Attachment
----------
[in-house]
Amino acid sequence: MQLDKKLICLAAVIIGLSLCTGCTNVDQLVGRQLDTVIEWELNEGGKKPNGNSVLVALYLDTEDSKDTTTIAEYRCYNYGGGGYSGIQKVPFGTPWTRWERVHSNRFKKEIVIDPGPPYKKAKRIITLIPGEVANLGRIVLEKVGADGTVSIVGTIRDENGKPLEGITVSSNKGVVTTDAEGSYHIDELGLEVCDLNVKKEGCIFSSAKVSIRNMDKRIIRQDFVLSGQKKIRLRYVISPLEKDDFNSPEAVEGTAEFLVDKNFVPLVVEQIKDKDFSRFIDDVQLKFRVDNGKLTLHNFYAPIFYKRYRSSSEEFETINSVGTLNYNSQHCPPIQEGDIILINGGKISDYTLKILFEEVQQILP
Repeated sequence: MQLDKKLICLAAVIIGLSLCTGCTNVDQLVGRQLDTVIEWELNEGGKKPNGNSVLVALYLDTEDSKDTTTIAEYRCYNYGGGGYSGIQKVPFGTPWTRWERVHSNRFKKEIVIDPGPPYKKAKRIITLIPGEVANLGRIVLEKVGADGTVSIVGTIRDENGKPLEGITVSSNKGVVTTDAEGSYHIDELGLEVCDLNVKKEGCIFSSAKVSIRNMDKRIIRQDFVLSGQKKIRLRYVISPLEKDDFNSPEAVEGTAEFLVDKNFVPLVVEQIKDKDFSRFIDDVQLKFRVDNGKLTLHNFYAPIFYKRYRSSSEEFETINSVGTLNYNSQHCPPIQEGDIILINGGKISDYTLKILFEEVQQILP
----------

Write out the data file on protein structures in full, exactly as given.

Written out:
[in-house]
Amino acid sequence: MQLDKKLICLAAVIIGLSLCTGCTNVDQLVGRQLDTVIEWELNEGGKKPNGNSVLVALYLDTEDSKDTTTIAEYRCYNYGGGGYSGIQKVPFGTPWTRWERVHSNRFKKEIVIDPGPPYKKAKRIITLIPGEVANLGRIVLEKVGADGTVSIVGTIRDENGKPLEGITVSSNKGVVTTDAEGSYHIDELGLEVCDLNVKKEGCIFSSAKVSIRNMDKRIIRQDFVLSGQKKIRLRYVISPLEKDDFNSPEAVEGTAEFLVDKNFVPLVVEQIKDKDFSRFIDDVQLKFRVDNGKLTLHNFYAPIFYKRYRSSSEEFETINSVGTLNYNSQHCPPIQEGDIILINGGKISDYTLKILFEEVQQILP
Repeated sequence: MQLDKKLICLAAVIIGLSLCTGCTNVDQLVGRQLDTVIEWELNEGGKKPNGNSVLVALYLDTEDSKDTTTIAEYRCYNYGGGGYSGIQKVPFGTPWTRWERVHSNRFKKEIVIDPGPPYKKAKRIITLIPGEVANLGRIVLEKVGADGTVSIVGTIRDENGKPLEGITVSSNKGVVTTDAEGSYHIDELGLEVCDLNVKKEGCIFSSAKVSIRNMDKRIIRQDFVLSGQKKIRLRYVISPLEKDDFNSPEAVEGTAEFLVDKNFVPLVVEQIKDKDFSRFIDDVQLKFRVDNGKLTLHNFYAPIFYKRYRSSSEEFETINSVGTLNYNSQHCPPIQEGDIILINGGKISDYTLKILFEEVQQILP